We exclude people with vision impairments when we use images without descriptions, excessive graphics and popups, invasive advertisements, auto-playing videos with sound, low contrast styling, and just plain old bad design.
We exclude people with seizure disorders by using flashing animations without warning.
We exclude people with PTSD by posting unsolicited violence without content warnings.
Accessibility isn’t just about helping those of us with disabilities. It’s about helping those of us with limited data plans, without high speed internet, with older slower devices, with lower incomes, with language barriers.
Accessibility doesn’t just help those of us who need these accommodations right now. Prioritizing accessibility means that people who become disabled tomorrow will still have access. Prioritizing accessibility means that as today’s developers age, they’ll still be able to use their own products when they’re 100 years old and relying on their reading glasses and hearing aids.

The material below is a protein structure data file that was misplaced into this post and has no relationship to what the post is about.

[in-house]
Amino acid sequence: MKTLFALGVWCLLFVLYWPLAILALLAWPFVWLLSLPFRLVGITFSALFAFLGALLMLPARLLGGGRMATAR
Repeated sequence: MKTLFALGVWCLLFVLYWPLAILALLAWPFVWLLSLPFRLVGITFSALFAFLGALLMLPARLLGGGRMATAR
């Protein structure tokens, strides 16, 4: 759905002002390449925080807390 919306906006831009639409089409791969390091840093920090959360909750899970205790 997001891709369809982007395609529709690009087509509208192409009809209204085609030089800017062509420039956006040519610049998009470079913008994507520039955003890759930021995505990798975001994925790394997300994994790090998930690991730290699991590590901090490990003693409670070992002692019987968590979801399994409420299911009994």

I want accessibility to be a higher priority online. I’m often met with significant resistance when I request accessibility improvements, sometimes because the perceived demand isn’t high enough to justify the time and money required to improve it, and sometimes because the content producer simply doesn’t think it’s important enough to prioritize.
Let’s prioritize accessibility.
And let’s talk about how we can make that happen.